Posts Tagged 'morphology'

Historical shell form variation in Lottia subrugosa from southeast Brazilian coast: possible responses to anthropogenic pressures


•Shell alterations have been used as proxies of environmental disturbances.

•Both biometric and morphometric parameters were used to detect shell alterations.

•Limpet shells sampled during the last 7 decades were assessed.

•Shell morphology alterations were detected at least after 40 years interval.

•Shell alterations were atributed to contamination increase and to climate change.


Mollusk shells can provide important information regarding environmental parameters. It is known that shell morphology is affected by both natural and anthropogenic factors. However, few studies have investigated alterations in shell morphology over a historical perspective and considering chemical contamination and climate changes. The present study assessed shell form (shape and size) variations of limpet (Lottia subrugosa) shells sampled from 1950 to 1981 (past) in comparison with organisms obtained in 2018 (present). Differences between shells from the past and present (2018) were detected, being shell weight and height the two most important affected parameters. The differences observed were attributed to the possible increase in contamination over the years due to human population growth and to climate change. Additionally, when shells from the past were evaluated according to the decade they were sampled, results indicate that it was necessary an interval of 40 years to shell form be altered within populations.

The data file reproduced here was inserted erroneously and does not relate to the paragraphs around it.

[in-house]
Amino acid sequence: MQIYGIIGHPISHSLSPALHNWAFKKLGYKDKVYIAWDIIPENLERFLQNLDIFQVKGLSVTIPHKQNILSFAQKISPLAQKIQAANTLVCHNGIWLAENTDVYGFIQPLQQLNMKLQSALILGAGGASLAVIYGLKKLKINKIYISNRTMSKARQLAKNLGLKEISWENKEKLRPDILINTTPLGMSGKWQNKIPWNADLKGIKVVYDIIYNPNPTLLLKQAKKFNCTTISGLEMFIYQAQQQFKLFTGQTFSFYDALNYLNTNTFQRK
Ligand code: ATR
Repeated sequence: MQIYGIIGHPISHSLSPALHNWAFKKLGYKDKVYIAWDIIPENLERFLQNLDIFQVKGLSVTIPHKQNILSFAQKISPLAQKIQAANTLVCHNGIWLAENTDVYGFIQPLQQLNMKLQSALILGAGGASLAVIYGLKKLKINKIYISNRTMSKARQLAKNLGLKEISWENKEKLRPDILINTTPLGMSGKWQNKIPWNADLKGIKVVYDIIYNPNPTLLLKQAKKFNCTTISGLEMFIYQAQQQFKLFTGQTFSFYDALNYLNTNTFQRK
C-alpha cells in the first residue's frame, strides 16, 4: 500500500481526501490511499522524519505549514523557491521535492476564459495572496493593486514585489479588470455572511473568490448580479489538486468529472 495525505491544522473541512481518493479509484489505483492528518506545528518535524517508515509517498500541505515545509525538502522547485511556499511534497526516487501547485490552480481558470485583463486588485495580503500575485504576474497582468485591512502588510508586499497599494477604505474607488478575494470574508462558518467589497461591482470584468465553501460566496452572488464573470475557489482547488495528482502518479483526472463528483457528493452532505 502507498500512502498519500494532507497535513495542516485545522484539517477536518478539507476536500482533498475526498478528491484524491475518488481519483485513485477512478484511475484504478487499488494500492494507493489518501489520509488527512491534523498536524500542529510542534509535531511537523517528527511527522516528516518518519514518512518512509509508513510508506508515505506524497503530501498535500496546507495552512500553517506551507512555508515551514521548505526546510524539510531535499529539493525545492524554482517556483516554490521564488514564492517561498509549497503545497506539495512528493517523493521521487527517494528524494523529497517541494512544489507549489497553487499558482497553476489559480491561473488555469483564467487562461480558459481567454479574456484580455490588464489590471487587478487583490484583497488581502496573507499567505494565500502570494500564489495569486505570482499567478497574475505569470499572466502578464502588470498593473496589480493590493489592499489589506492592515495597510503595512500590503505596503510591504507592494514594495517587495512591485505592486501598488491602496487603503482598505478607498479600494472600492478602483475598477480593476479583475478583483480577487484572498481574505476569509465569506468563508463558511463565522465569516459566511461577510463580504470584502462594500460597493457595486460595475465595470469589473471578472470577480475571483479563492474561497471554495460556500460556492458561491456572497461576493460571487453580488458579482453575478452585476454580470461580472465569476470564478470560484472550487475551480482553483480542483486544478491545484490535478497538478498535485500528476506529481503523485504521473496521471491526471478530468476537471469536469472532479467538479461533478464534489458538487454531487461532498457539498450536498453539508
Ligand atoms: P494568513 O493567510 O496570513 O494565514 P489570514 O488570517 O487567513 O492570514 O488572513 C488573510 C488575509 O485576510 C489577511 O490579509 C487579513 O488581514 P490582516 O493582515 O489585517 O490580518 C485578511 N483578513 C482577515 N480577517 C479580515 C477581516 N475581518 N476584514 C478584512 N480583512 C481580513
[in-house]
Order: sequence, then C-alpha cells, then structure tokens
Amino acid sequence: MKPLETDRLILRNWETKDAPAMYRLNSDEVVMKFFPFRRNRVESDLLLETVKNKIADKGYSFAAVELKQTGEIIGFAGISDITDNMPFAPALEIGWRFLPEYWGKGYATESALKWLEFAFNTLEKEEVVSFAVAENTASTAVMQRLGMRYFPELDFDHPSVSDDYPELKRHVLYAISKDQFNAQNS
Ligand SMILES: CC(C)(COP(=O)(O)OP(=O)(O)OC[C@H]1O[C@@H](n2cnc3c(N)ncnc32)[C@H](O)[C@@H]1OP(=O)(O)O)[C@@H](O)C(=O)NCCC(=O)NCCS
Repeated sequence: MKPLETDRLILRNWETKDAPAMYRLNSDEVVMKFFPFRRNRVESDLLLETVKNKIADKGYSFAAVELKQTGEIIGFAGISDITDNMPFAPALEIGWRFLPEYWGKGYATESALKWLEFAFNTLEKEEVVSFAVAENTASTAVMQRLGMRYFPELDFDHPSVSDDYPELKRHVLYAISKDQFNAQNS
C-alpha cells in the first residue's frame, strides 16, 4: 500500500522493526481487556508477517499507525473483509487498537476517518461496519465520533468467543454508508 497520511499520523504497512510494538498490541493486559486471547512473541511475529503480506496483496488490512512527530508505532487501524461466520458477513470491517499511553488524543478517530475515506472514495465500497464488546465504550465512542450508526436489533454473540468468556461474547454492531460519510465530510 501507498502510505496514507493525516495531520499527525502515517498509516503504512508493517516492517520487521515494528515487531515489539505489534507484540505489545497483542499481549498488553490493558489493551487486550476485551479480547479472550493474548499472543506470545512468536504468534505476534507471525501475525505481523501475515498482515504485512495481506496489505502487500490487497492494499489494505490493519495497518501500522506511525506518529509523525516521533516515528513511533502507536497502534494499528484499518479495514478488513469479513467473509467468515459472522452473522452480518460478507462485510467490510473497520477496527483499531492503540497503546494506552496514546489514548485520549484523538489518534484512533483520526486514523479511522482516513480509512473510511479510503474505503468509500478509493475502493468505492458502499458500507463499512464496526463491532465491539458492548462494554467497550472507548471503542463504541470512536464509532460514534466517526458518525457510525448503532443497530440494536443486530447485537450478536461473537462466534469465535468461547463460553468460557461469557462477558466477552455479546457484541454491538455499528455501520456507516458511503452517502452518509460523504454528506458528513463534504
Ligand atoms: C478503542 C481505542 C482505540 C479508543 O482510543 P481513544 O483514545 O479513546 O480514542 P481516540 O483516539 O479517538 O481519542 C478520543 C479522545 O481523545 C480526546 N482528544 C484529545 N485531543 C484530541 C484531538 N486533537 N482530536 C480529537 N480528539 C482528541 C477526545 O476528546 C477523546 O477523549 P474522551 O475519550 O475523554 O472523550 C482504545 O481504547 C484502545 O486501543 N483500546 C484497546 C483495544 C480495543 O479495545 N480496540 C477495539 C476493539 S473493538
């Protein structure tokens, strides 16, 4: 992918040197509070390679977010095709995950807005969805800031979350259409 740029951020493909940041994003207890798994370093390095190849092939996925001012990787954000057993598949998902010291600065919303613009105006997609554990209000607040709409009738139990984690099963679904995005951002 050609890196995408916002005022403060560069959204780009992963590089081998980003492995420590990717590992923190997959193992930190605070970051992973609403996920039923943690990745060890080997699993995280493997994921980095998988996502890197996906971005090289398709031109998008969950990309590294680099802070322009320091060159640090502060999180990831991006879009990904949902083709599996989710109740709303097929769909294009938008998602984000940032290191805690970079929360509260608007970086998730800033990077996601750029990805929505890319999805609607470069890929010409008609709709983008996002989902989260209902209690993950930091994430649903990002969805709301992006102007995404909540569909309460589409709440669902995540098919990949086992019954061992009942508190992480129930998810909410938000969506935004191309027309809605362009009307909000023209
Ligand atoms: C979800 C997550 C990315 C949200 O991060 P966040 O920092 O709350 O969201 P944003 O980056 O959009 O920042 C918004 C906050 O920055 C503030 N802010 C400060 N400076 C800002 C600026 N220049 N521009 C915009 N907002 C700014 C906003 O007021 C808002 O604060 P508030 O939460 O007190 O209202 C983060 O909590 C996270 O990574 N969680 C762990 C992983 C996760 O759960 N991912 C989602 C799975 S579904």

Continue reading ‘Historical shell form variation in Lottia subrugosa from southeast Brazilian coast: possible responses to anthropogenic pressures’

Ocean warming and acidification may drag down the commercial Arctic cod fishery by 2100